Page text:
Regardless, the gap between one and four is just not that big, and given Peñarol fell in an equally balanced (though more difficult) group last year (which they flamed out of), I can’t help but feel for the Uruguayans.

Group 5

Corinthians (Brazil), Millionarios (Columbia), San José (Bolivia), Tijuana (Mexico)

Peters astutely notes that this group means a lot of traveling for the world champions (did I mention that’s Corinthians). Two trips to northern South American countries plus another to the Mexico-U.S. border? Has any team racked up so many miles?

They’re still the favorites here. Millionarios – to whom Seattle Sounder Fredy Montero’s been thinly linked – will fight it would with Tijuana for the second spot. Given TJ’s never been in this competition before, it’s hard to predict how they’ll respond.

Group 6

Cerro Porteño (Paraguay), Real Garcilaso (Peru), Santa Fe (Colombia), winner of Deportes Tolima (Colombia)-César Vallejo (Peru)

The one group that makes Group 2 look strong. Cerro Porteño and Sante Fe will be the favorites, but in most other groups, they might not advance. There is no possible matchup of these five teams that will be the best game of a day’s competition. However, if one of these teams catches fire and racks up points, they could use the group’s weakness to leverage a high seed for the knockout round.

Group 7

Deportivo Lara (Venezuela), Newell’s Old Boys (Argentina), Universidad de Chile, winner of Olimpia (Paraguay)-Defensor Sporting (Uruguay)

One side of my brain: Newell’s Old Boys have the talent to get out of this group regardless of who comes out of the playoff.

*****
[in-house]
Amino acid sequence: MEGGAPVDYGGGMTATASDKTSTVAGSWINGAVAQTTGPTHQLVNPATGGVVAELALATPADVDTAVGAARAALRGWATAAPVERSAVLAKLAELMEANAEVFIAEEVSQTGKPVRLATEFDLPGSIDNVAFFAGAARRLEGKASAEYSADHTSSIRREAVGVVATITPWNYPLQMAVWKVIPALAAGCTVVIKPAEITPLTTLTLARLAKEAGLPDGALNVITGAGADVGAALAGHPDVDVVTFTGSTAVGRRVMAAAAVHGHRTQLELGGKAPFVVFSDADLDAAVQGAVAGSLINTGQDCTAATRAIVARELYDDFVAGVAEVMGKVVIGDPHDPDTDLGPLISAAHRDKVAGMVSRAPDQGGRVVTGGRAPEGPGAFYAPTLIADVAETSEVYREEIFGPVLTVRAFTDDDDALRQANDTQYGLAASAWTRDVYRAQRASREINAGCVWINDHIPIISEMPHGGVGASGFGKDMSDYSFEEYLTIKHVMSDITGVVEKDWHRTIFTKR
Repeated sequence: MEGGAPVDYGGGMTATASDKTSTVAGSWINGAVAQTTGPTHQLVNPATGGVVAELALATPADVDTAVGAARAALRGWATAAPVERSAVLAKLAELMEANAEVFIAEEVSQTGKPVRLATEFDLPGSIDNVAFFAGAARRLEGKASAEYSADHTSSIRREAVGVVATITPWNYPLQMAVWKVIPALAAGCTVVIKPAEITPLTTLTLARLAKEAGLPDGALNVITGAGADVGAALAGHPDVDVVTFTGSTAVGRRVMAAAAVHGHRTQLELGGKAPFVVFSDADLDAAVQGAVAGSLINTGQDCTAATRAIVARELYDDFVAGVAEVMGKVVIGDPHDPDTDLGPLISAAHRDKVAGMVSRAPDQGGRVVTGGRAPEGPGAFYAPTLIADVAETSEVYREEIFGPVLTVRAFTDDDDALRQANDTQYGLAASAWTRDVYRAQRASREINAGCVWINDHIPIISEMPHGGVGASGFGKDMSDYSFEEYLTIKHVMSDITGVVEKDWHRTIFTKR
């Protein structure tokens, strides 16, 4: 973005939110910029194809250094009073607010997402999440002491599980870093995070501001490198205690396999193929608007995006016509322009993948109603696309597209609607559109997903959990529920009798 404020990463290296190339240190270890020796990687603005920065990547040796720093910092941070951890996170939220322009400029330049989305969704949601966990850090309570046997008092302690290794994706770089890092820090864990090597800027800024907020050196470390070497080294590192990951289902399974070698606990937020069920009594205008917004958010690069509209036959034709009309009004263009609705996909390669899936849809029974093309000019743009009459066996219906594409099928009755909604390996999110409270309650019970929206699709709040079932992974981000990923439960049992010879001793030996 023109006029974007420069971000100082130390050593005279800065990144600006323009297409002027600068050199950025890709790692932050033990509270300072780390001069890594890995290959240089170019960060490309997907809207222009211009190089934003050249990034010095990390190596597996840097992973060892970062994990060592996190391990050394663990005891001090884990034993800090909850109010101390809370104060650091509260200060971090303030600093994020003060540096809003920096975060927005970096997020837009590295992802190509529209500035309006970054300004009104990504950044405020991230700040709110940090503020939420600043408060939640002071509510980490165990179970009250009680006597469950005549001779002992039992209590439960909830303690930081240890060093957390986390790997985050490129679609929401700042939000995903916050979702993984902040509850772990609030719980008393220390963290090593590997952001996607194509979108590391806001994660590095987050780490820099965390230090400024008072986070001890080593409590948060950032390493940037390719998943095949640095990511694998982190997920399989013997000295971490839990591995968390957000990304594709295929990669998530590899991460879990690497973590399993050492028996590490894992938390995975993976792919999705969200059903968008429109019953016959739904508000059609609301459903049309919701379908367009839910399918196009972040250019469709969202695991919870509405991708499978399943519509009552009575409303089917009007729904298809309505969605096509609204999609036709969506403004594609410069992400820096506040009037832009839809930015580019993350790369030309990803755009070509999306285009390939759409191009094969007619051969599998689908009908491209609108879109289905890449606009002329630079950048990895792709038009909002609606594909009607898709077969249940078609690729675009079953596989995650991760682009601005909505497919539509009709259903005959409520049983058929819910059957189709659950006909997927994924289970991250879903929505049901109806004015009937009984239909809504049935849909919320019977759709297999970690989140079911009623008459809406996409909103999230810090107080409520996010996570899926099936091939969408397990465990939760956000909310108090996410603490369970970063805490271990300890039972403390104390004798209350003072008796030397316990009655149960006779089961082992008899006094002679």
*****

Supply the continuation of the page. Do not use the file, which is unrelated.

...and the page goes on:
Other side: They had trouble scoring goals in Argentina’s Inicial and were too often drawn (nine times in 19 games). That’s a bad combination for road games in Copa.

La U is going through regardless of how their transition from Jorge Sampaoli to Dario Franco progresses. Today, I’m picking Newell’s to join them, but if Peters is picking Defensor Sporting, know Argentina’s runners up are vulnerable.

Group 8

Caracas (Venezuela), Fluminense (Brazil), Huachipato (Chile), winner of Gremio (Brazil)-LDU Quito (Ecuador)

There’s going to be a divide between the group’s top two (Fluminense and the playoff winner) and the packet’s bottom half. Even within that playoff, a bolstered Gremio (third in this year’s Campeonato) should be favored, though insert cautions about Quito’s altitude here.

Even if the Ecuadorians advance, they should join Fluminense, a team that will look to push on from their Serie A title to compete for the Libertadores’ crown. Caracas and the rabbit track are just along for the ride.

Chelsea: Conte expects warm reception for Mourinho; Terry is fit

LONDON, ENGLAND - DECEMBER 26:  A fan wears a Chelsea scarf with the image of the club's former manager, Jose Mourinho before the Barclays Premier League match between Chelsea and Watford at Stamford Bridge on December 26, 2015 in London, England.  (Photo by Richard Heathcote/Getty Images)
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The managers are meeting the media ahead of this week’s Premier League matches, and many eyes are trained on one specific match-up.

Chelsea and Manchester United meet on Sunday, the first time Jose Mourinho will manage against his old side since his unceremonious exit last winger.

[ USWNT: Holiday has tumor removed ]

Mourinho, of course, led Chelsea to the 2014-15 title only to see a miserable start to the following campaign. He was hired at Manchester United this summer, but Conte thinks Mourinho’s Chelsea laurels have earned him some love from Stamford Bridge.

“I have great respect for Mourinho. He deserves a good reception. He was an important man for Chelsea and wrote part of the club’s story.”

Conte also touched on Paul Pogba‘s decision to head back to Old Trafford. The manager guided the French midfielder during their time at Juventus.